After all, every woman seems to be a “disordered eater” in one way or another.
And since I never truly binged; never binged and purged (I cry when I throw up; last time was alcohol-induced, at a Dave Matthews Band concert back in 1999); and never starved myself, I was “in the clear,” so to speak … at least in my own little head.
I didn’t classify myself with the girls who threw up their lunches or worked out for four hours a day and lived on lettuce leaves.
I had a complex, thinking, “Well, I’d do anything but that …” as though that made me less culpable or something.
In my head, I wasn’t one of “them”. I just exercised a lot and watched every morsel that went into my mouth.
But I mean, really, who was I kidding? I still had a big, undeniable problem. What might sound admirable (being a militant exerciser and keeping a meticulous food journal) was hurting me –and those I love and who love me — in more ways than one.
Accepting my obsession (my disordered eating behaviors) as a problem was half the battle. Healing through blogging and professional therapy would be the second.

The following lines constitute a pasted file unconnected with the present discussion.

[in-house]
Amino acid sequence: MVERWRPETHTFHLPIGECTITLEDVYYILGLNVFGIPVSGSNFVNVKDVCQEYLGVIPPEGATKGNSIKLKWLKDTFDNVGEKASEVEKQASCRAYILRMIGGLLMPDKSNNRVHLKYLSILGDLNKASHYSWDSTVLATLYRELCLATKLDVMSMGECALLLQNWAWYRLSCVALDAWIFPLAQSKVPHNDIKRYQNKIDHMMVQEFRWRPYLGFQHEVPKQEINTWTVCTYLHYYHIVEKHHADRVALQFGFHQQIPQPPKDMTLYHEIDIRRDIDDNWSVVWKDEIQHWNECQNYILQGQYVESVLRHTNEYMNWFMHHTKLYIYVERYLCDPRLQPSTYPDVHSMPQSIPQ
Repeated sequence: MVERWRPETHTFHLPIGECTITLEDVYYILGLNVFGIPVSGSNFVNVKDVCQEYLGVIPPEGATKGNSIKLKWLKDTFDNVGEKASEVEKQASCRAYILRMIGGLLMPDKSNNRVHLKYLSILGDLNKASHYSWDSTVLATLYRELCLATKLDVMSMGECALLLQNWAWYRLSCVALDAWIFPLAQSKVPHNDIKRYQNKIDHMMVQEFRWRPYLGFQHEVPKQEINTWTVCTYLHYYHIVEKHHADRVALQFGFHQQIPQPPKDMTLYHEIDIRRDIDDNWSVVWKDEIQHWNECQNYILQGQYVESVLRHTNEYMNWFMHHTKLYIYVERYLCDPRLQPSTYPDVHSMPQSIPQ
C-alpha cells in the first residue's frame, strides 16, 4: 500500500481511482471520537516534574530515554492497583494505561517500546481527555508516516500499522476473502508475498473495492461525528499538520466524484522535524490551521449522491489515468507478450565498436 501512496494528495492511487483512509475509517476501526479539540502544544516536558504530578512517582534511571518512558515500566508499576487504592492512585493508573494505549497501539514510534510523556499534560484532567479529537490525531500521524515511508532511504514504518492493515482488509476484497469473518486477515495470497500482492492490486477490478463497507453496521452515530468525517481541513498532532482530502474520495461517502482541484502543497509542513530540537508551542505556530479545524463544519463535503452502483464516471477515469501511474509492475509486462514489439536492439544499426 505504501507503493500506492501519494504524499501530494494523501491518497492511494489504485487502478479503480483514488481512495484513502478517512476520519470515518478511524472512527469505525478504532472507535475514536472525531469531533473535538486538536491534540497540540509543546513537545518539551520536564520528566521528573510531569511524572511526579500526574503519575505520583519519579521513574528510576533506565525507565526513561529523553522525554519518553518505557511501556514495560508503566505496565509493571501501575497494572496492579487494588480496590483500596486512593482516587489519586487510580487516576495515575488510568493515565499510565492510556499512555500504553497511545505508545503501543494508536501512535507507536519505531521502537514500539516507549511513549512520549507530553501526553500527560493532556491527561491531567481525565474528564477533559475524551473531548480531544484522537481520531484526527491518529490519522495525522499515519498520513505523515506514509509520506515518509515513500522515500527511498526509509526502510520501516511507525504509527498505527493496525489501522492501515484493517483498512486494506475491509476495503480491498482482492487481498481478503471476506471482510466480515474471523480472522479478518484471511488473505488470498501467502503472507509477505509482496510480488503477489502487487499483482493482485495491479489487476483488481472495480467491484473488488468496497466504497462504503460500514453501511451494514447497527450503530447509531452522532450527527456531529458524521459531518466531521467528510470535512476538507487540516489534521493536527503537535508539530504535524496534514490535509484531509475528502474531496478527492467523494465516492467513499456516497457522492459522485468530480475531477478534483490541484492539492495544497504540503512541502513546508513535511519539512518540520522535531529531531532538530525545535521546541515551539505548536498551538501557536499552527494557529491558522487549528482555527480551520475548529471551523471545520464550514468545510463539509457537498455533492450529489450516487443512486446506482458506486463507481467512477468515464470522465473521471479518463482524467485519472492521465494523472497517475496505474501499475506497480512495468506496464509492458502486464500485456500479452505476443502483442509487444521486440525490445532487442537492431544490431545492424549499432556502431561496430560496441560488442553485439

In truth, for well over a year I sat in my car chewing and spitting up chocolate, or home-made cookies at home.
I’d wake in the middle of the night on auto-pilot and eat (but still know enough to journal).
I’d skip social functions if food was involved, or find ways to only go to “safe” places.
I would double-up on workouts, to “counter-act” an indulgence.
I didn’t believe in rest days, and would exercise even when ill, or build my day around my workout.
I’d judge my food as “good” or “bad,” instead of thinking in moderate terms for everything — and subsequently, the foods I’d often eat during a midnight incident or a chew-and-spit session would be “bad.”
I’d keep spreadsheets in addition to journaling on Sparkpeople and Weight Watchers. I journaled my own wedding day, every vacation or holiday with my family — never skipping a day, never taking a break. Going, going, going.
(I tried so hard not to journal our wedding day — I ate whatever I wanted, which wasn’t much given our excitement levels, but I’m ashamed to admit I still added it all up the next day; you can’t unlearn these things and I have a ridiculously good memory).
I was thinking about food and exercise 24/7; it was consuming me. And I was restrictive to the point of not being fun anymore.